flag = 1; | If a swap happened inside the inner loop then assign the value 1 to the flag |

if(flag==0) | If code execution comes out of the inner loop and remains 0, then no swap happened in the inner loop; meaning that all elements of the array are already sorted. |

break out of both inner and outer loop | Stop the program because all elements are already sorted. |

End if | Remember to close your if statement with the closing delimiter |

So as you can see, what we are using the flag variable to do is to determine if the array elements are already sorted so that we do not waste time and resources trying to sort them.

This may happen in any of the passes, once the elements are fully sorted in any of the passes, the flag will indicate and the program will stop.

If the list is already sorted before the program is ever executed, then the program will stop after the very first pass.

#### Bubble Sort Time Complexity Of an Already Sorted List

An already sorted list performs only one pass and then it will break and so the no. of comparisons for the inner loop will be n – 1 times and of course there will be no second pass or more for the outer loop controlling the passes because the program will terminate after first pass. Therefore the time complexity of an already sorted array or list will be O(n).

So we can then conclude that:

- The minimum time taken by bubble sort algorithm is O(n) – i.e this happens when the elements of the array are already sorted.
- The maximum time taken by bubble sort algorithm is O(n
^{2})

*Therefore bubble sort is adaptive.*

**Is Bubble Sort Adaptive by itself?** No it is not adaptive by itself, we made it adaptive by using a flag to determine when the elements of the array are already sorted.

### Is Bubble Sort Stable?

To study if bubble sort is stable or not, i have taken another list with duplicate elements shown below.

Note what we are looking for here is to see if the duplicate elements will maintain their order on the list as the elements are sorted using bubble sort algorithm.

In the first pass we compare the element 8 (first on the list) to the element 8 (the second on the list); first 8 is not greater than second 8, so there will be no swapping. Next we compare the element 8 (the second 8) to the element 3; 8 is greater than 3, so we swap and 8 takes the position of 3 while 3 takes the position of 8.

So what we have now is: 8,3,8,5,4. Now notice that no matter what happens, the two duplicate values of 8 will maintain their order. The second 8 first takes it rightful position and eventually the first 8 on the list also comes after the second 8. So at the end of the sorting what we will have is: 3,4,5,8(1^{st} 8),8(2^{nd} 8).

*Therefore bubble sort is a stable algorithm.*

### Bubble Sort in c Programming – The Complete and Optimized Code

```
#include <stdio.h>
#include<stdlib.h>
void swap(int *x,int *y)
{
int temp=*x;
*x=*y;
*y=temp;
}
void Bubble(int A[],int n)
{
int i,j,flag=0;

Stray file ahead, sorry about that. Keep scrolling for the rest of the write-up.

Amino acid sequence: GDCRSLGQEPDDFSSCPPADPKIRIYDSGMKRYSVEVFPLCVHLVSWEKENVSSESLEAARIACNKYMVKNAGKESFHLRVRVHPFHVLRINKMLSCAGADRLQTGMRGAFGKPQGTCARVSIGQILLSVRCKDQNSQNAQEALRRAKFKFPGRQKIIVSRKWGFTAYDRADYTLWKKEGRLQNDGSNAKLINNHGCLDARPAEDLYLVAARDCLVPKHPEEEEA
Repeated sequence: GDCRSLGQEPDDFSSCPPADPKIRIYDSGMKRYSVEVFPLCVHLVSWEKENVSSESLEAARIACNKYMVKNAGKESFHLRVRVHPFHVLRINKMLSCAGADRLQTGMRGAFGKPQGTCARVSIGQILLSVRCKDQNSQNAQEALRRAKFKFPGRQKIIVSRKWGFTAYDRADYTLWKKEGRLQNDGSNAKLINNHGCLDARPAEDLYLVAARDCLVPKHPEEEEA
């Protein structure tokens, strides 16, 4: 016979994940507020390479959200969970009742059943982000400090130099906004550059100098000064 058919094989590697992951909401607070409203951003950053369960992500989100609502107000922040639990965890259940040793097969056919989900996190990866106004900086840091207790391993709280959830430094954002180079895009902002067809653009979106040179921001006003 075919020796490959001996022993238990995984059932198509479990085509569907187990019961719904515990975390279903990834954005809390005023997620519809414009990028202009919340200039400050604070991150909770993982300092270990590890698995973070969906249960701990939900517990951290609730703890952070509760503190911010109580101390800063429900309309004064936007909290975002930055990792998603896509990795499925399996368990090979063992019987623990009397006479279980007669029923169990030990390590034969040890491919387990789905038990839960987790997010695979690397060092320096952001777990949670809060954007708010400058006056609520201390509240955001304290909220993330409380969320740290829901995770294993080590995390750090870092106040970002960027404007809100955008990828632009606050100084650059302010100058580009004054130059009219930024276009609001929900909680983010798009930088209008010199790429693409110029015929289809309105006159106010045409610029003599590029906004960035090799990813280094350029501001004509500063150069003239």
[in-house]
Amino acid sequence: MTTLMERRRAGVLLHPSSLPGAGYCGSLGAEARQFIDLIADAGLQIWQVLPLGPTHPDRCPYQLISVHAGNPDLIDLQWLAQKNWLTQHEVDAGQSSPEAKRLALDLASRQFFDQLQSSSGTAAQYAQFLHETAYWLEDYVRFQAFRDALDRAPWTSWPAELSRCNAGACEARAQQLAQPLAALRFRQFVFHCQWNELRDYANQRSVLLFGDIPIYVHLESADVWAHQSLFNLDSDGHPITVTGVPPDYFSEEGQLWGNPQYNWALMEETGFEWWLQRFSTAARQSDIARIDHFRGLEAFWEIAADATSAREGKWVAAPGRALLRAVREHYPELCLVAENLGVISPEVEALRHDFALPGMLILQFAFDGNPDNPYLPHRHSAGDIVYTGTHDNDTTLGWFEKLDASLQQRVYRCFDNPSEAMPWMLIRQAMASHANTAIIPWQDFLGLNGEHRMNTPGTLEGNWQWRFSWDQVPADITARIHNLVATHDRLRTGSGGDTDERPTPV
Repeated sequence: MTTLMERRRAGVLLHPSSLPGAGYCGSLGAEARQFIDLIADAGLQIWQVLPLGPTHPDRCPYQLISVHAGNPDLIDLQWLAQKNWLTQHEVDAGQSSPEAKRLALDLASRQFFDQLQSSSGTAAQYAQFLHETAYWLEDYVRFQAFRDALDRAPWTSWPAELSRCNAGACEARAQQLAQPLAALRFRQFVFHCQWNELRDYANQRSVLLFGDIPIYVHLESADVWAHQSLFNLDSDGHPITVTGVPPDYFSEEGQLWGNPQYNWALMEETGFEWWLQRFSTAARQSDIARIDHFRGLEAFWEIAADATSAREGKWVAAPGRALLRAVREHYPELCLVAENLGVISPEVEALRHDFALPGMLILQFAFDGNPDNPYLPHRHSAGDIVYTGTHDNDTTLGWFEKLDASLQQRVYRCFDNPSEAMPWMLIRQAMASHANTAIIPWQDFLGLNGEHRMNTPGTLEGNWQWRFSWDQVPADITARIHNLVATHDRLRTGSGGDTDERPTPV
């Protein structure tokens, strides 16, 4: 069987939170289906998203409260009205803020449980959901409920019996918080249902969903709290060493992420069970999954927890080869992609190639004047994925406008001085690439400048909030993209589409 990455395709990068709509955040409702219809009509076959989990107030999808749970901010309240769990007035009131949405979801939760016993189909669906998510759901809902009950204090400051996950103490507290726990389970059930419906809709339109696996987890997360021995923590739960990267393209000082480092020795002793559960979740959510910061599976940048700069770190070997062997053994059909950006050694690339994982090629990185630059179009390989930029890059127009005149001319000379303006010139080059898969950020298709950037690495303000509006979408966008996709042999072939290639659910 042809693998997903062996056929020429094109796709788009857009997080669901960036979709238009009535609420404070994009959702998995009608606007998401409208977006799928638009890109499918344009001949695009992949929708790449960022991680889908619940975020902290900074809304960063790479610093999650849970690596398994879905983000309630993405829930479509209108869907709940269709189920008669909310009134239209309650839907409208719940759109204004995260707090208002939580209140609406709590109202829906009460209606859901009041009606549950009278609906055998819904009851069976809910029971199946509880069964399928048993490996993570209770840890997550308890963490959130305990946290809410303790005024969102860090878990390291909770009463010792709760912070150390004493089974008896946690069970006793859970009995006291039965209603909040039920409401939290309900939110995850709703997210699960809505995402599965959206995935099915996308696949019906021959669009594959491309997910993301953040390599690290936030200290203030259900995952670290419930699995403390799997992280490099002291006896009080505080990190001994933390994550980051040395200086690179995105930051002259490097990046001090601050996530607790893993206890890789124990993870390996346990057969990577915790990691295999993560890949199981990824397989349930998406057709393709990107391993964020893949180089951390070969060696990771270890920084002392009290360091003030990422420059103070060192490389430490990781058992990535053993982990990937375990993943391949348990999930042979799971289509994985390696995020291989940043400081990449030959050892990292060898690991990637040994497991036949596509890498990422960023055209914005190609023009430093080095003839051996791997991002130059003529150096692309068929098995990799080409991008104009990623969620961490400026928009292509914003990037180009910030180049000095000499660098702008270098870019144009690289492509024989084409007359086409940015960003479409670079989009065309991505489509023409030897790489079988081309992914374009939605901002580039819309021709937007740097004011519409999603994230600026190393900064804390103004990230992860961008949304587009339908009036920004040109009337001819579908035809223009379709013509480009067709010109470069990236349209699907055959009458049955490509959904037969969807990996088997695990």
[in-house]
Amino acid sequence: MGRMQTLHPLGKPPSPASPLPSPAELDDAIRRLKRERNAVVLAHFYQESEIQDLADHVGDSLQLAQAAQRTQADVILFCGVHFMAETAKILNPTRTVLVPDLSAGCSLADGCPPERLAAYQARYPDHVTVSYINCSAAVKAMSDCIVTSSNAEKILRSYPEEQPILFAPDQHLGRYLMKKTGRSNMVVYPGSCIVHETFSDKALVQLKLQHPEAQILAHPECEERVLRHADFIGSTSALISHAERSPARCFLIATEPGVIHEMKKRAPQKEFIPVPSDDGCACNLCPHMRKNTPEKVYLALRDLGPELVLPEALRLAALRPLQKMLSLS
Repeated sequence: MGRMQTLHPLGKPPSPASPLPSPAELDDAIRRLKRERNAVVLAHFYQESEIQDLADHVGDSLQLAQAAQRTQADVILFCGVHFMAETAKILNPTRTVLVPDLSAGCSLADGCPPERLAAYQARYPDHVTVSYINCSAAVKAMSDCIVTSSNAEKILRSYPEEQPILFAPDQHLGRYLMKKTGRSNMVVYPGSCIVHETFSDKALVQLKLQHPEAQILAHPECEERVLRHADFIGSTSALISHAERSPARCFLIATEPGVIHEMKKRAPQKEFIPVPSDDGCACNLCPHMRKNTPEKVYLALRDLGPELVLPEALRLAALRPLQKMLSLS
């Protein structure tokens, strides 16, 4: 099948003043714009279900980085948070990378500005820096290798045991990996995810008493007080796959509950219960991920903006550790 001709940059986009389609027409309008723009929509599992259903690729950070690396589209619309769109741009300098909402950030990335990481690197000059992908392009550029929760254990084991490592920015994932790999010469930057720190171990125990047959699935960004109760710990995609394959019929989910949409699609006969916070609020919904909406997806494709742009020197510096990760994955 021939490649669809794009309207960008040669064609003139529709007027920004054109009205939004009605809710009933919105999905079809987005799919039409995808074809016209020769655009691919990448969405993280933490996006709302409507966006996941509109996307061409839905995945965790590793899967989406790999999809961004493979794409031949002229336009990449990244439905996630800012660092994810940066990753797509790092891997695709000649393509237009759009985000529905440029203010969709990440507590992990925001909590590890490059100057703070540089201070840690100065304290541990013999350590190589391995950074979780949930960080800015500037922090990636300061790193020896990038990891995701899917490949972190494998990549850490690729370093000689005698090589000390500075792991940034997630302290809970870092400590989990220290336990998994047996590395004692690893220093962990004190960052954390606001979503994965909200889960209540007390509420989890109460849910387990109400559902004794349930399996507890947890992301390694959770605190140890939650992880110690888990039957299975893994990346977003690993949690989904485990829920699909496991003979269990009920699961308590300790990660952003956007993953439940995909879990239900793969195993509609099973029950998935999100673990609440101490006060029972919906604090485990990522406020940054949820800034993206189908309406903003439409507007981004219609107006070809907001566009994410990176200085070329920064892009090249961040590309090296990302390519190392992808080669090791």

for(i=0;i<n-1;i++)
{
flag=0;
for(j=0;j<n-i-1;j++)
{
if(A[j]>A[j+1])
{
swap(&A[j],&A[j+1]);
flag=1;
}
}
if(flag==0)
break;
}
}
int main()
{
int A[]={11,13,7,12,16,9,24,5,10,3},n=10,i;
Bubble(A,n);
for(i=0;i<10;i++)
printf("%d ",A[i]);
printf("\n");
return 0;
}
```

### Bubble Sort Space Complexity

Now we look at space complexity bearing in mind that each Initialization of variable takes 1 unit of space.

```
void Bubble(int A[],int n)
{
int i,j,flag=0;
for(i=0;i<n-1;i++)
{
flag=0;
for(j=0;j<n-i-1;j++)
{
if(A[j]>A[j+1])
{
swap(&A[j],&A[j+1]);
flag=1;
}
}
if(flag==0)
break;
}
}
```

Line of code | Count of variable Initialization |
---|---|

void Bubble(int A[],int n) | Variable A = n no. of spaces (based on n no. of element – each element takes 1 space), while variable n = 1 space only (its a single variable) |

int i,j,flag=0 | i = 1 space, j = 1 space and flag = 1 space |

for(i=0;i<n-1;i++) | No new initialization of variable |

flag=0; | No new initialization of variable |

for(j=0;j<n-i-1;j++) | No new initialization of variable |

if(A[j]>A[j+1] | No new initialization of variable |

swap(&A[j],&A[j+1]); | No new initialization of variable |

flag=1 | No new initialization of variable |

if(flag==0) | No new initialization of variable |

break; | No new initialization of variable |

To sum up the Count of Variable Initialization we have:

n + 1 + 1 + 1 + 1 which becomes:

n + 4

- Identify the fastest growing term from the derived space complexity equation

The fastest growing term is n

- Remove constant from the derived equation and coefficient from the fastest growing term if any.

So we remove 3 from the equation and we are left with n; there is no coefficient attached to n so we return n as the term that should go into the big O Notation.

Our space complexity for bubble sort algorithm is O(n).

### The Auxiliary Space Complexity Of Bubble Sort Algorithm

Auxiliary space is the extra space used by an algorithm. Here int A[] and int n are the given parameter inputs but the extra space created inside the function Bubble(int A[],int n) for use in the algorithm are: int i, j and flag which all takes only 1 unit of space each.

In total, the auxiliary space used by the bubble sort algorithm is 1 + 1 + 1 = 3 units of spaces

Therefore we can conclude that the auxiliary space complexity of bubble sort algorithm is O(1) because 3 is a constant and we represent all constant as 1 in time or space complexity.

And if a sorting algorithm sorts all the elements without using any extra memory or uses an auxiliary space complexity of O(1), then we can say that such a sorting algorithm is an ** in-place sorting algorithm**.